1. When the North was the dominant section in the General Government, Southern statesmen placed themselves on the reserved rights of the States, to resist the encroachments of federal power, under the first two Presidents; as in the case of the assumption of State debts, and of the charter of the United States Bank; and of the alien and sedition laws. When the South became the dominant section in the General Government, the Northern States placed themselves on the same reserved rights of the States, to resist the encroachments of federal power, under Presidents JEFFERSON and MADISON; as in the case of the purchase of Louisiana, and of the restrictions upon commerce; and of the requisition to place the militia of the States under federal officers. In each case the dominant party was opposed to the doctrines of State rights. The North was opposed to the Virginia and the Kentucky resolutions. The South was opposed to the doctrines of the Hartford Convention. g 2. The doctrine of State rights was asserted in 1798 by Wirginia, and in 1814 by Massachusetts, in a manner corresponding with the character of the people of the two States. In a letter, dated Dec. 18, 1814, addressed to JAMES LLOYD, of Massachusetts, John RANDoIPH writes: “A Virginia and a New England Republican are about as much alike as an English whig and a French democrat.” And yet the doctrines of State rights, as enunciated by Northern statesmen and by Southern statesmen, are substantially the same. The Northern view and the Southern in these cases were nearly the same. a. That the Constitution is federal, namely, a compact between the States, and was made by the States, namely by the people of each State, acting for the State, and not by solitary individuals, each acting for himself—See Gouverneur Morris's Declaration, Dr. S. Johnson's Remarks, doc. b. That the Constitution was formed for the States, and for individuals only as a citizen of a State. c. That all powers not distinctly given to the General Government, are reserved to the States; and that it is just as important that the reserved powers should remain unimpaired, as that the granted powers should be unimpaired. d. That each State, as a party to the compact, must judge as to the powers granted, and of any violation of the compact. e. That if a dispute should arise between a State and its coStates, in respect to what powers are granted and what powers are reserved, an amendment to the compact by a Convention of the States, or otherwise, must settle the doubtful point. f. That if the compact be broken by the States “on one side, it is broken on all sides.” 3. Violent resistance was, during the War of 1812, threatened against some of the requisitions of the Federal Government. Governor TRUMBULL of Connecticut, took the ground, that on great emergencies, when the National Legislature had been led to overstep its Constitutional powers, it became the right and the duty of the State Legislatures “to interpose their protecting shield between the rights and the liberties of the people, and the assumed power of the General Government.” Governor CHITTENDEN, of Vermont, had issued his proclamation, recalling the Vermont militia. And when a member of Congress proposed to instruct the Attorney-general to prosecute Governor CHITTENDEN, “Mr. OTIs laid on the table of the Massachusetts senate a resolve expressive of the duty and readiness of Massachusetts, to aid with her whole power the Governor of Ver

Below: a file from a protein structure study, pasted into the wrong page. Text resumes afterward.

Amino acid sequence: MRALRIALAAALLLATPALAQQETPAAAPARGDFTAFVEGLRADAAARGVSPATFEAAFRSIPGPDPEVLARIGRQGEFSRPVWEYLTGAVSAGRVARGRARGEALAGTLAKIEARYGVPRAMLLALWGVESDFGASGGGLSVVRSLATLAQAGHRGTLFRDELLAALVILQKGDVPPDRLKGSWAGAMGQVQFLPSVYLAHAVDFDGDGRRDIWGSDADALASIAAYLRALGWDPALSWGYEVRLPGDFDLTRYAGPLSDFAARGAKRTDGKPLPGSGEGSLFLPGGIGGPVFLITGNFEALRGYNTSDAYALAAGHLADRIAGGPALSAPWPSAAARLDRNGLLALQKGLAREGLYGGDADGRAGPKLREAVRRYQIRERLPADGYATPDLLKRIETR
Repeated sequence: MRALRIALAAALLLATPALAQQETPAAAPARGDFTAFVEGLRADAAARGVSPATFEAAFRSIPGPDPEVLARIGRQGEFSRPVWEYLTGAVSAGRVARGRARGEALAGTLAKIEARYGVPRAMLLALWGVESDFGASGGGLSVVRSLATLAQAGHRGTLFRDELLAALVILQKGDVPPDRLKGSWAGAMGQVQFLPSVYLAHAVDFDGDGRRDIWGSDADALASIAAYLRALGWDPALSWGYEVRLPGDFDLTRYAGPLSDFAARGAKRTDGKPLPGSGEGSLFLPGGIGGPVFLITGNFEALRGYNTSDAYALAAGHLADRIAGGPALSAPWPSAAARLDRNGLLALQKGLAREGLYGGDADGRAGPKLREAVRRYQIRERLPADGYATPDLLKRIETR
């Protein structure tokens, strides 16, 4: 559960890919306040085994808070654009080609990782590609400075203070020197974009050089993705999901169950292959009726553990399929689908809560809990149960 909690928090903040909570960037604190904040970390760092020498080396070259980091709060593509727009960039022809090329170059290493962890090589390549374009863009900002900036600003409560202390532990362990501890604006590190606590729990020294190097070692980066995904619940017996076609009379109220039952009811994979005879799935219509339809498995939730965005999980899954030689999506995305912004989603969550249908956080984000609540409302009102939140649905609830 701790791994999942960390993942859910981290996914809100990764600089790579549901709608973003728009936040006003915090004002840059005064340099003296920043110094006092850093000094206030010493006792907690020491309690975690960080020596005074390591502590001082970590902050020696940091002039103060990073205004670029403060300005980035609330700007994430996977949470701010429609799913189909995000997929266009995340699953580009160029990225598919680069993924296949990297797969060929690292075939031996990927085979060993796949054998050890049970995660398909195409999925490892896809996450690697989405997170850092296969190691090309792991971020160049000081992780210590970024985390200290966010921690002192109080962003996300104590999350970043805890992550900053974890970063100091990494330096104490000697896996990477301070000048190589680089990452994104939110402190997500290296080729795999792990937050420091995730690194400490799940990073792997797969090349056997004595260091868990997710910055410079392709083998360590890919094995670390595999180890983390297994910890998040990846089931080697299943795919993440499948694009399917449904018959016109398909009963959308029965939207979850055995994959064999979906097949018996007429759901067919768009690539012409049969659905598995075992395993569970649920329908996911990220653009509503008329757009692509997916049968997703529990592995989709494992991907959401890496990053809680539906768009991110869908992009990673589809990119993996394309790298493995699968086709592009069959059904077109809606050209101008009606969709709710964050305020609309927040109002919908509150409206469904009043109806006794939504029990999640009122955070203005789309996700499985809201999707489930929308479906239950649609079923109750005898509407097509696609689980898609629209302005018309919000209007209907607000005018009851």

mont, and the people of any other State, in support of Constitutional rights, by whomsoever infringed.” By a legislative act, the authorities of the United States were forbid “to use the gaols in Massachusetts for the confinement of prisoners committed by any other than judicial authority; and the gaolers were directed, at the end of thirty days, to discharge all British officers, prisoners of war, committed to them for close confinement.” A Bill for the enlistment of minors having passed Congress, the Legislatures of Connecticut and Massachusetts “proceeded to pass an act requiring the State judges to discharge, on habeas corpus, all minors enlisted without the consent of their parents or guardians, and subjecting to fine and imprisonment any persons concerned in any such enlistment, who should remove any minor out of the State, so that he could not be then discharged.” 4. Mr. MADIson was greatly disturbed and annoyed by the meeting of the Hartford Convention, and by the necessity of meeting the commissioners appointed by Massachusetts and Connecticut. But the tidings of peace came, just as they arrived in Washington, and relieved him from the necessity of receiving them in the character of commissioners, and of entering into negotiations with them on the subject of their mission; but placed them in a very awkward position. On the arrival of the intelligence that a treaty of peace had been signed, the people of Washington hastened to the President's levee, in the fulness of their joy. One, who was present, told me, that the hilarity exceeded all common bounds; that, not satisfied with congratulating one another once, they would, many of them, repeat the congratulations. Mr. MADIsoN acted as if a great load had been removed from his mind. Mrs. MADISON was more of a queen than ever. When the mirth was at the highest, the commissioners were announced. Immediately, from the shock, there was a universal stillness, like that in a church. They were received by Mr. and Mrs. MADISON with all due courtesy; but it was some minutes before the assembly relapsed into its former hilarity, and before the commissioners were restored to their natural dignity and self-possession. 5. What course would have been taken in New England, if peace had not been declared, it is impossible to say. How far the General Government might have been disposed to comply with the proposals or demands of the Hartford Convention, it is impossible to say. But this much can be said, that the men who were concerned in this sectional movement, in the State Legislatures and the Convention, were men of the highest character for intelligence, virtue, and patriotism; as also were those concerned in the Virginia and Kentucky resolutions in 1798–'9. In each case they knew their rights, and knowing, they dared to maintain them.